Kathmandu, Sep 1 (efe-epa).- Nepal on Tuesday resumed international flights after a five-month ban to prevent the spread of the coronavirus, allowing arrival and departures from its sole international airport in Kathmandu, although travel related to tourism – an important sector for the local economy – continues to be restricted.
In the initial phase of the flights, only Nepalese citizens, diplomats and officials of international bodies such as the United Nations would be allowed to fly in and out from the country, while the resumption of tourism has been postponed once again due to rising Covid-19 cases.
“The measures that we have taken to restrict foreign tourists are to ensure that we completely limit the risk of transmission of this virus,” Buddhi Sagar Lamichhane, joint secretary at the tourism ministry, told EFE.
The daily number of arrivals have been limited to 800 people, he added.
The passengers permitted to travel as per the official regulations will be allowed to use regular and chartered flights to and from Malaysia, the United Arab Emirates, South Korea, Thailand, Japan, China, Hong Kong, Australia, the United States, Canada and Europe, countries where RT-PCR Covid-19 tests are easily available.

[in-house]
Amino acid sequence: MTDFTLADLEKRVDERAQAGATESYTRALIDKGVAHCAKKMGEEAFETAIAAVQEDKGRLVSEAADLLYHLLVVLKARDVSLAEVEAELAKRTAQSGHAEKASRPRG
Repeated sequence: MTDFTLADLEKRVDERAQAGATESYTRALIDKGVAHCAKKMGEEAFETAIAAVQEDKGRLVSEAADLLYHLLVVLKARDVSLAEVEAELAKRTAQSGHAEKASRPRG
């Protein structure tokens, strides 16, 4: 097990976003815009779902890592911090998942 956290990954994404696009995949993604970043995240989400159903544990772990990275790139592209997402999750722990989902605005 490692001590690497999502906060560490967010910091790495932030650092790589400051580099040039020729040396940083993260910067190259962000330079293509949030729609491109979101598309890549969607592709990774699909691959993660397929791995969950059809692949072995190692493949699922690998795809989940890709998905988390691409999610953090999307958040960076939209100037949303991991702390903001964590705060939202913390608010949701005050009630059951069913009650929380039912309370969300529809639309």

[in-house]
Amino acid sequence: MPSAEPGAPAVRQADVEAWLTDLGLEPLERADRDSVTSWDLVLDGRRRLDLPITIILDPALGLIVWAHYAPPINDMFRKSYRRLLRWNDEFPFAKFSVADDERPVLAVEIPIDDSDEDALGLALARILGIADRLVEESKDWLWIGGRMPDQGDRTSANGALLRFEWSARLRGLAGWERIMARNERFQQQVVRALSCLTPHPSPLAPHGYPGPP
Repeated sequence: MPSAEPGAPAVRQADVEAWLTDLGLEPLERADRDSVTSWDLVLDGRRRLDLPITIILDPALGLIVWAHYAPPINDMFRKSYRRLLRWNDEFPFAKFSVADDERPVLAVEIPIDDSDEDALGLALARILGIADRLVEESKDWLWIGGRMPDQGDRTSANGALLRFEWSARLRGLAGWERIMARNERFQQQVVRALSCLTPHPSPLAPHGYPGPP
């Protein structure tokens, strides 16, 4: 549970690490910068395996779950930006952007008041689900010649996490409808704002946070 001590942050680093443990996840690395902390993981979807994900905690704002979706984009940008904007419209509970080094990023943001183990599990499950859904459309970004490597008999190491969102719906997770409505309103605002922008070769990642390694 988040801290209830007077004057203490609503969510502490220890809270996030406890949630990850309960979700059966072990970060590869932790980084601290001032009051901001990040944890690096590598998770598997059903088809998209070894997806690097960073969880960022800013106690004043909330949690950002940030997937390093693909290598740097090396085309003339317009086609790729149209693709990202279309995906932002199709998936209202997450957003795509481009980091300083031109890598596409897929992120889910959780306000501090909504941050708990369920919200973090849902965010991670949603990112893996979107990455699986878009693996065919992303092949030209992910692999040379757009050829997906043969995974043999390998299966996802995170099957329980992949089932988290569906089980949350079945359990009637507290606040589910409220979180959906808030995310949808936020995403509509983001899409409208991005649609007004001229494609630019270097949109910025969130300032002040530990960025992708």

Although authorities had originally announced the resumption of flights from Aug. 17 and authorized tourist operators to book visitors’ reservations for the autumn season, the decision was reversed as cases of the disease spiked in the country once again.
According to the ministry of health, Nepal had registered a total of 40,529 coronavirus cases by Tuesday, including more than 1,000 fresh infections within the last 24 hours, and 239 deaths.
The president of the Nepal Association of Tour Operators, Ashok Pokhrel, told EFE that the government’s decision to restrict tourists will further hit the industry, which was already “on the brink of collapse.”
Pokhrel urged the government to prepare an emergency plan to save more than a million jobs in the tourist sector that are in the danger of being lost, some of them permanently.
A study commissioned by the UN Development Program in Nepal, titled the “Rapid Assessment of the Social and Economic Impacts of Covid-19 pandemic,” projected that tourism receipts in Nepal could fall by 60 percent in 2020, resulting in a loss of foreign currency earnings worth $400 million.
Similarly, a survey conducted by Nepal’s central bank’s showed that the impact of the pandemic and a four-month-long lockdown has forced the hotel and restaurant industry to lay off around 40 percent of its employees. EFE-EPA